The first two weeks of the Vernon Farmer’s Market have been successful despite the challenges posed by the the COVID-19 pandemic, but those challenges could loom larger once peak season hits in the summer months.
The market grounds have been clearly marked for one-way foot traffic, and stalls have been pushed back to avoid groups from forming. Staff keep count of the number of people in the market at one time, and along the market walkway are stations with hand sanitizer and Lysol wipes.
Things look different this year, in part because there are half as many vendors as there would be under normal circumstances. Only food vendors have been deemed essential services by provincial health authorities.
“We would sure like to have cleaning products like soaps here,” said market manager Ingrid Baron, referring to the many handmade soap vendors the market normally features.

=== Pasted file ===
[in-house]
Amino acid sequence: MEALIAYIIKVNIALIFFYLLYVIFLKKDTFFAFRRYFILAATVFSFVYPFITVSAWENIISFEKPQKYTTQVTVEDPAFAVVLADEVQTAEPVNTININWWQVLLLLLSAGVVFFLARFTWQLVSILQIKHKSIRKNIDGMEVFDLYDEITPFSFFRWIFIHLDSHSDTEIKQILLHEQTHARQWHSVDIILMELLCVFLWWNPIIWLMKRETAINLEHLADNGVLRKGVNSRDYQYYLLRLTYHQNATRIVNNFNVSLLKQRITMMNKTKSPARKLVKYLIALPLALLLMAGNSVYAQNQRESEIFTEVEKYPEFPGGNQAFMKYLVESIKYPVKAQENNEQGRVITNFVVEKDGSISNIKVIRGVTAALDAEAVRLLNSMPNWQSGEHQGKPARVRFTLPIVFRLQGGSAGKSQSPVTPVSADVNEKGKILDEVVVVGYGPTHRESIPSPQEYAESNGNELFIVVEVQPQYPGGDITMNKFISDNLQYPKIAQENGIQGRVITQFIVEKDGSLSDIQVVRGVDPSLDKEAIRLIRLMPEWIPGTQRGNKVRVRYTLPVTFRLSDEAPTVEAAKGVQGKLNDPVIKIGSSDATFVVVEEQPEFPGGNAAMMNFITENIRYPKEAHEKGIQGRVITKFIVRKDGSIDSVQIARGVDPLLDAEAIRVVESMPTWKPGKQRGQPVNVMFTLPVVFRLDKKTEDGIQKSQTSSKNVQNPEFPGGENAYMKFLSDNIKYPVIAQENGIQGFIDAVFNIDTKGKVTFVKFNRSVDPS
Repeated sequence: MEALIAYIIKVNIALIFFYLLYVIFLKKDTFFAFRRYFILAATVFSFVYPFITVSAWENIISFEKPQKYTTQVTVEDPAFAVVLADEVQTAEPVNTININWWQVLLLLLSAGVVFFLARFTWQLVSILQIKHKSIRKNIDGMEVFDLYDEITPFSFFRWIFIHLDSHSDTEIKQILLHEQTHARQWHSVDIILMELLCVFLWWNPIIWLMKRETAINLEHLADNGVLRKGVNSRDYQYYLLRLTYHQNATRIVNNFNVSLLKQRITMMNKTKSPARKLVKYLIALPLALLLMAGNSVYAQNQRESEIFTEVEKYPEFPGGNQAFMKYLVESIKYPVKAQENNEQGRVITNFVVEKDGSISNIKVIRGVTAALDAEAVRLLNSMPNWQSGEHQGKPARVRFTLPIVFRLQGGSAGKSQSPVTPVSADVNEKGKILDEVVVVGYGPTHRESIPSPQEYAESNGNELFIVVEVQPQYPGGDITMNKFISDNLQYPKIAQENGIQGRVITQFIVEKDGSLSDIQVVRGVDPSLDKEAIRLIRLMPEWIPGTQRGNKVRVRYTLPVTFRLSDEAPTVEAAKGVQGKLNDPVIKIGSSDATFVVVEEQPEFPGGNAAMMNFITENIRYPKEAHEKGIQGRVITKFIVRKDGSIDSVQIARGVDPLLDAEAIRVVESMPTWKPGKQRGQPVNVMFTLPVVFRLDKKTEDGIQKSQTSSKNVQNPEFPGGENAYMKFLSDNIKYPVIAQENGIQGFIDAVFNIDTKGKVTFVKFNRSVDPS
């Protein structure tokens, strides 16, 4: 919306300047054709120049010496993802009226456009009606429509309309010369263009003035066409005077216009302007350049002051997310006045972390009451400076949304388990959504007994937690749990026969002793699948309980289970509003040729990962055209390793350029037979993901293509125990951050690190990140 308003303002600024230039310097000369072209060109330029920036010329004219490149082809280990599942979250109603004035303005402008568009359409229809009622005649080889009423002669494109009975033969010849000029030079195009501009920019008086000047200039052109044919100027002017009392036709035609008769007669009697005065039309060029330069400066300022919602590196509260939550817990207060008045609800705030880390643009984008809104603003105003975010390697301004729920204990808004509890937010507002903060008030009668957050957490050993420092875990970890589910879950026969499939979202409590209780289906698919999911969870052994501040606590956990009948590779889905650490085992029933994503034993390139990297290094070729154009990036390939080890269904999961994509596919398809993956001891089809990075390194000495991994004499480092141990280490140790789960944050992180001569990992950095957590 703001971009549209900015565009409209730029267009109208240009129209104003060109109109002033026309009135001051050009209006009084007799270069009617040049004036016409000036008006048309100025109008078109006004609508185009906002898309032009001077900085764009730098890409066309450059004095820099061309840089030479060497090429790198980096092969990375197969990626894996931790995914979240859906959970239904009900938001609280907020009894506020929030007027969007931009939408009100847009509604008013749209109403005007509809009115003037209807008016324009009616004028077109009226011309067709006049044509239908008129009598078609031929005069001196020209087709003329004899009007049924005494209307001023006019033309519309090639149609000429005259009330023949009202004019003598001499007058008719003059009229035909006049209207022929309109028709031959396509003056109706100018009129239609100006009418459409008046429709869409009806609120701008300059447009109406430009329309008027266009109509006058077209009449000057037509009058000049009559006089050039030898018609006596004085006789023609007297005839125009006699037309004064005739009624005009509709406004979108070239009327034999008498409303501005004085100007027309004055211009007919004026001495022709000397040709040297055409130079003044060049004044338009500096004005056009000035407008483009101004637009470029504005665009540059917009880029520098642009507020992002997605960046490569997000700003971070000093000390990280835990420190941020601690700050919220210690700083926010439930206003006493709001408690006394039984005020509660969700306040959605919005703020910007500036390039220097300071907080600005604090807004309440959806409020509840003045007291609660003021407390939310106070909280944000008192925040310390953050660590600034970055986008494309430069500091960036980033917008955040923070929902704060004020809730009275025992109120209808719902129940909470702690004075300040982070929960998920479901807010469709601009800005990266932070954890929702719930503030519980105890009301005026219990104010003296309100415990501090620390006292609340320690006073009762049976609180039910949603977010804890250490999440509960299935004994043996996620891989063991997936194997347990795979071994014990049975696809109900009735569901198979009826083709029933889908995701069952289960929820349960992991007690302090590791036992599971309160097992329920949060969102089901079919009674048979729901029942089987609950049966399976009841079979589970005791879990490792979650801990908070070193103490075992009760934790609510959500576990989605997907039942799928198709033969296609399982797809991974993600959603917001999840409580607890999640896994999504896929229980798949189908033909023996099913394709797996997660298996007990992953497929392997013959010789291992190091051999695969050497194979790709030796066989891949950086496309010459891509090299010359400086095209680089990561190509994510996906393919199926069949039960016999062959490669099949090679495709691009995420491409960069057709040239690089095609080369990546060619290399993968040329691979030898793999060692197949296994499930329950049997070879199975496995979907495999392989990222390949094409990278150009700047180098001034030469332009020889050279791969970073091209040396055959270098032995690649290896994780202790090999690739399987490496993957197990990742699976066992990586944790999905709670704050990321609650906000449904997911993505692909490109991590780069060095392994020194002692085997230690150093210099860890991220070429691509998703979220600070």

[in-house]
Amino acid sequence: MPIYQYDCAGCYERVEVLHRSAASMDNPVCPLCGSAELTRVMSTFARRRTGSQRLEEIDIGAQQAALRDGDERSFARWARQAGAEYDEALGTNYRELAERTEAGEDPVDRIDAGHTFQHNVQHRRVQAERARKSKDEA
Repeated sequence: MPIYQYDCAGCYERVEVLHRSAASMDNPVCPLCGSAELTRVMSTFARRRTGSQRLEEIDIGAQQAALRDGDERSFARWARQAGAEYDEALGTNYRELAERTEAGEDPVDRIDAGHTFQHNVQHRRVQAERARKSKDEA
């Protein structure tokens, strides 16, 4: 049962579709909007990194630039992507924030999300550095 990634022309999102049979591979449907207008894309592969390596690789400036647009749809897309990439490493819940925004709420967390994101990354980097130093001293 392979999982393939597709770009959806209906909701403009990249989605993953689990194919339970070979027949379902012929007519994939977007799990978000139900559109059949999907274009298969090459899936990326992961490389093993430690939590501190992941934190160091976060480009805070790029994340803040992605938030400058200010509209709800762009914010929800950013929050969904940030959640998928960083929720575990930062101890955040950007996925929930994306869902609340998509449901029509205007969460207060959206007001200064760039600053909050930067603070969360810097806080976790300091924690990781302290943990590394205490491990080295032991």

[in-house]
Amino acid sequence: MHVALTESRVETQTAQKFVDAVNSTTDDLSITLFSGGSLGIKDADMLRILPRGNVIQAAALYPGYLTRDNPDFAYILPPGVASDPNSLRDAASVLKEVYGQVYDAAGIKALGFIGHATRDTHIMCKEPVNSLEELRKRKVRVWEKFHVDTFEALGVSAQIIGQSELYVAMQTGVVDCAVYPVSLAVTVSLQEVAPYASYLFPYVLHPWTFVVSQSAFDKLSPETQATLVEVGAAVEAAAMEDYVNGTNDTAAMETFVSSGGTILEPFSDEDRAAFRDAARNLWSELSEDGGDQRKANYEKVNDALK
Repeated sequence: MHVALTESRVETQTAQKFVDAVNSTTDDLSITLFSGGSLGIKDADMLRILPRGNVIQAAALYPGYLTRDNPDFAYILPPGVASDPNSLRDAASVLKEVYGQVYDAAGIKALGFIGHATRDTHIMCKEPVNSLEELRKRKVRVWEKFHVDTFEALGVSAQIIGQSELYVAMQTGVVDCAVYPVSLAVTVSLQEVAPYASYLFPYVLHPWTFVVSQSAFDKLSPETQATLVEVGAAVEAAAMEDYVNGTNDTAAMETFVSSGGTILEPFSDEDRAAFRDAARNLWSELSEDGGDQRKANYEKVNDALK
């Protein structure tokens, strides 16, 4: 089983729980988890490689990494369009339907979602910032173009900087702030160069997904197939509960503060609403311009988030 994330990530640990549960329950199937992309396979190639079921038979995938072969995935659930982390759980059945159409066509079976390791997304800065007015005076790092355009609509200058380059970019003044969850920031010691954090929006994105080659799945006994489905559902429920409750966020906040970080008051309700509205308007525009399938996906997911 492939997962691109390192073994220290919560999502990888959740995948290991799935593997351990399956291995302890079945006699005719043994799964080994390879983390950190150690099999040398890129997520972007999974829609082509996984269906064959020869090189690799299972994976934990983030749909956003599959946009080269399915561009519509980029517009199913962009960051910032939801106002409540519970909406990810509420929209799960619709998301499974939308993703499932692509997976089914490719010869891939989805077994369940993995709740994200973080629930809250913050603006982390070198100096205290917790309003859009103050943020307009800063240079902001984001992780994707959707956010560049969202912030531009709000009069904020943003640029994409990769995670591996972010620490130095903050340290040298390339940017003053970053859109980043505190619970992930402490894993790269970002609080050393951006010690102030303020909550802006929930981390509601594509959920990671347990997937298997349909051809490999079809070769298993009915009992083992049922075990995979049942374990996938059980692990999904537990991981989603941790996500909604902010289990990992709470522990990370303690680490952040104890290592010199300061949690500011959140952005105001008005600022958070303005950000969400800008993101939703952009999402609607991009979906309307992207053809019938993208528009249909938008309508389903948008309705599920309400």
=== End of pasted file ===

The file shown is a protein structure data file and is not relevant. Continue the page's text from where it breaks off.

“It’s just sad for all our friends who do crafts and other stuff, that they can’t be here, because that’s their whole income too,” said Nick Forrester of Ghostly Garlic, a vendor since July 2019. “You’d think with all this handwashing that soap would be kind of essential.”
Fewer vendors means less income for the market as a whole, which has had to dip into savings to cover costs.
The market will also have to manage space shortages once fruit vendors arrive during the peak season. Normally the market square is packed with people and vendors, but that won’t be possible given social distancing requirements.
But Baron says one way or another, the market must go on.
“We have to make it work. The farmers are essential to our food security, and if they keep talking about food supply chains going crazy, we need to have this.”
The Vernon Farmer’s Market is open Mondays and Thursdays from 8 a.m. to 1 p.m. For more information and a list of vendors, visit vernonfarmersmarket.ca.